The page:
Wanna-be high-brow media critics across the world wide web are lining up to put their stamp of disapproval on Luhrmann’s Gatsby adaptation. It has officially become the “cool” thing to do. But they’re being too harsh.
Allow me to start with this: it is almost impossible for a film like The Great Gatsby to live up to its literary counterpart. Impossible. Not that there has never been a successful film adaptation of any book ever, just that it couldn’t be this one. If you’re like me, you read F. Scott Fitzgerald’s novella at a pivotal point in your life (somewhere between 15 and 25, maybe?) and, in doing so, you run the risk of succumbing to nostalgia.
No fantastical cinematic achievement can live up to the emotion we may have felt at glimpsing into the tragic lives of these kindred spirits at a time when the hormones in ourselves were raging out of control. For me, at least, the idealism, the gluttony, the phoniness, and the heartache all found good company among the inner turmoil I was experiencing for myself as an oppressed, middle-class teenager. (Sigh. Such hard times, they were.)
Here is what some people are saying:
- “[Luhrmann’s movies] revel in surface, spectacle and sensory overload. They’re audaciously, passionately artificial and at the same time unabashedly romantic — post-modern pop medleys aimed at the heart, not the brain.” – Tom Charity, CNN.com
- “The movie feels bloated, with a few too many scenes of speeding cars careening through the streets and pointless musical segues meant to reflect the carefree attitude of the time.” Connie Ogle, The Miami Herald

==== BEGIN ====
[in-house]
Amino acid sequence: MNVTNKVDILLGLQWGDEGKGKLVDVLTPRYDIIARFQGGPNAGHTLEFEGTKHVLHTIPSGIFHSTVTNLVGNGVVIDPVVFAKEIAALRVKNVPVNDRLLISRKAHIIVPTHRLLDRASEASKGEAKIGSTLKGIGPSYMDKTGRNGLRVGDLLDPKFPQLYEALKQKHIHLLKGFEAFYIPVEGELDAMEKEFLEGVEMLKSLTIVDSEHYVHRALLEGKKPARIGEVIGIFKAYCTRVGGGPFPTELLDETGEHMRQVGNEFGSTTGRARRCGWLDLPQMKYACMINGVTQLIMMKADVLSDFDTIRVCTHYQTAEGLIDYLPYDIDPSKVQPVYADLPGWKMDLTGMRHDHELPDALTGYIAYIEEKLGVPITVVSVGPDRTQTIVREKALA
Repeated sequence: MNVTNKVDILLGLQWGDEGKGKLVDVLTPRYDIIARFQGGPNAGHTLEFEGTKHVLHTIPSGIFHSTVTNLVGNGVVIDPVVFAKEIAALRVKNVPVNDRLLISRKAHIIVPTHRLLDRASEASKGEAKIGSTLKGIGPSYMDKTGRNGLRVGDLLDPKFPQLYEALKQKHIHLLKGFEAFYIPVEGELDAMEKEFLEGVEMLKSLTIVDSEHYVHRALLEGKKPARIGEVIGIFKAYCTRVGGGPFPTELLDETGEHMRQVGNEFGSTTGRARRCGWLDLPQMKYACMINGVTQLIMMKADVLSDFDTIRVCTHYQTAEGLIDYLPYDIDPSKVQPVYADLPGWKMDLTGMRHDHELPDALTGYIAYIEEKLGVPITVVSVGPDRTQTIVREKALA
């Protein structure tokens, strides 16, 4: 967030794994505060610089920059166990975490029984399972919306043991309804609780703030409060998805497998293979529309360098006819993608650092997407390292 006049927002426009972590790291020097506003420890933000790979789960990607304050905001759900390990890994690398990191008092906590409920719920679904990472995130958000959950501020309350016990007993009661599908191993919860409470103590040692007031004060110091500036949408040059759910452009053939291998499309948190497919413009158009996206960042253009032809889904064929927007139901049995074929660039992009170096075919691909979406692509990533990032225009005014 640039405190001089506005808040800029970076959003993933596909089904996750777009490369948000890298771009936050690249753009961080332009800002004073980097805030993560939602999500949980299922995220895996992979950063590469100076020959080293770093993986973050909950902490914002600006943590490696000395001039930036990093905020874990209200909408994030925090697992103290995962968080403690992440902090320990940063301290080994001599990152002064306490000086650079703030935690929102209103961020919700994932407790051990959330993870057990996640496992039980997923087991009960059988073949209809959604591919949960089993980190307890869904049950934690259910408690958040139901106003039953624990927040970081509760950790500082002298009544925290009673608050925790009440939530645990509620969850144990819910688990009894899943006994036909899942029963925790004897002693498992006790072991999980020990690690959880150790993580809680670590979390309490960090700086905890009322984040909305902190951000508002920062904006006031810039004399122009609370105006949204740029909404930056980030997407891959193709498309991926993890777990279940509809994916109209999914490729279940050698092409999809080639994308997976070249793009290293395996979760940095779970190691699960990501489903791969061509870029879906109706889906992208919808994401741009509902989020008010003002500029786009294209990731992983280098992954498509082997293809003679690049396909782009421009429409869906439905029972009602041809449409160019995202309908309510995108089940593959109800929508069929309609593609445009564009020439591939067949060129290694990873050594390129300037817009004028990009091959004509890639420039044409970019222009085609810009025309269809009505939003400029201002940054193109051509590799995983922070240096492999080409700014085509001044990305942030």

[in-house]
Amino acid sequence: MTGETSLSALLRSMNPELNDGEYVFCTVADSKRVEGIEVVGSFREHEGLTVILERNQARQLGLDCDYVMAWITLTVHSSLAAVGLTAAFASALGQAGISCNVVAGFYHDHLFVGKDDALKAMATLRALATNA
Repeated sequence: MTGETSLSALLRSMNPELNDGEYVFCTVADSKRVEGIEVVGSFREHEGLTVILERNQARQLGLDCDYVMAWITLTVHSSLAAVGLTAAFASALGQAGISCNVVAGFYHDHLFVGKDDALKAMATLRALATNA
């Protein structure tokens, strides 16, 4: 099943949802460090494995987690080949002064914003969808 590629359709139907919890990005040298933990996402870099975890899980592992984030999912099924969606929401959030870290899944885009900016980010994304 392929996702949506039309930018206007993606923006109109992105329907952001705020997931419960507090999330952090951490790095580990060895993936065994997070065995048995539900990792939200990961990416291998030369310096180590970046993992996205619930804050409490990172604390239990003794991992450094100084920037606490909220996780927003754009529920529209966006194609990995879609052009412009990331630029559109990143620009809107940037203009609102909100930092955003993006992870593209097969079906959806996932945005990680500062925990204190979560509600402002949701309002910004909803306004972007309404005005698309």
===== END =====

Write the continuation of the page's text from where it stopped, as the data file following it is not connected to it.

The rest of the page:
- “His colors are as bright as those in a detergent commercial; his musical choices as intrusive as the exit cues on an awards show. The camera ducks and swerves like O.J. Simpson on his way to a car rental, and the cast all share a slightly vibratory, methamphetamine sheen.” – Christopher Orr, The Atlantic
You get the idea.
It appears that the main problem these critics, and many, many others, have with the film is everything that makes it perfect for its medium. The book is bound to be more introspective and intellectual by the sheer nature of its form. A movie made in 2013 cannot be blamed for using those tools at its disposal to make it as visually stimulating as possible. Gatsby definitely becomes a spectacle, with swinging camera shots, dazzling colors, sensational parties, and fantastic wardrobes on beautiful people all shot in 3D with an electrically-charged soundtrack to enhance it. But instead of hating it for all that it is not, we should celebrate Gatsby it for all that it is.
This is not to say the The Great Gatsby is without flaws. But I forgive the movie these errors because of its loyalty to the original story and its beautiful delivery. You should too. Because, if at times the glitz and glamour all seem a little self-indulgent and ultimately empty, well, now you know how Gatsby must have felt.